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Code Block
#include <signal.h>
#include <stdio.h>
#include <stdlib.h>

enum { MAXLINE = 1024 };
char *info = NULL;

void log_message(void) {
  fprintf(stderr, info);

void handler(int signum) {
  info = NULL;

int main(void) {
  if (signal(SIGINT, handler) == SIG_ERR) {
    /* Handle error */
  info = (char*)malloc(MAXLINE);
  if (info == NULL) {
    /* Handle Error */

  while (1) {
    /* Main loop program code */


    /* More program code */
  return 0;

This program's signal handler has four problems. The first is that it is unsafe to call the fprintf() function from within a signal handler because the handler may be called when global data (such as stderr) is in an inconsistent state. In general, it is not safe to invoke I/O functions within a signal handler.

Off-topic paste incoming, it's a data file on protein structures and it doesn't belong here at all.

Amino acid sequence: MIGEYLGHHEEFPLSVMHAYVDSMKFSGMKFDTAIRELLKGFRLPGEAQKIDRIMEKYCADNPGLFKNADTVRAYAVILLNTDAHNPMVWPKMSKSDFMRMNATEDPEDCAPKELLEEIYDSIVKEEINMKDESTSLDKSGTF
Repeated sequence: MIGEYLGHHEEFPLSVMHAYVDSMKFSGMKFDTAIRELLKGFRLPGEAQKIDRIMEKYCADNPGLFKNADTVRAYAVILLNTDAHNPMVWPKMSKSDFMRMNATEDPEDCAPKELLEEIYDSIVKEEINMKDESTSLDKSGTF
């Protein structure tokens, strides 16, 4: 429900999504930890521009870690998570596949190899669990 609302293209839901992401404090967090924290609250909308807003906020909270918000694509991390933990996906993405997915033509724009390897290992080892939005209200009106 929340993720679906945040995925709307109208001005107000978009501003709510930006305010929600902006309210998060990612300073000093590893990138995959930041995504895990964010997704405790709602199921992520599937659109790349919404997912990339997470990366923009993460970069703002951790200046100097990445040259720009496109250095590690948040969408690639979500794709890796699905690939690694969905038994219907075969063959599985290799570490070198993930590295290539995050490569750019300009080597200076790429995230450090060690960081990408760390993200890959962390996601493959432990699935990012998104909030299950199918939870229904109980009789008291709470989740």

The third problem is if SIGINT occurs after the call to free(), resulting in the memory referenced by info being freed twice. This is a violation of rules MEM31-C. Free dynamically allocated memory exactly once and SIG31-C. Do not access or modify shared objects in signal handlers.

The fourth and final problem is that the signal handler reads the variable info, which is not declared to be of type volatile sig_atomic_t. This is a violation of rule SIG31-C. Do not access or modify shared objects in signal handlers.

Furthermore, there are problems in the {[main()}} function as well, such as the possibility that the signal handler might get invoked during the call to malloc() in main().

Implementation Details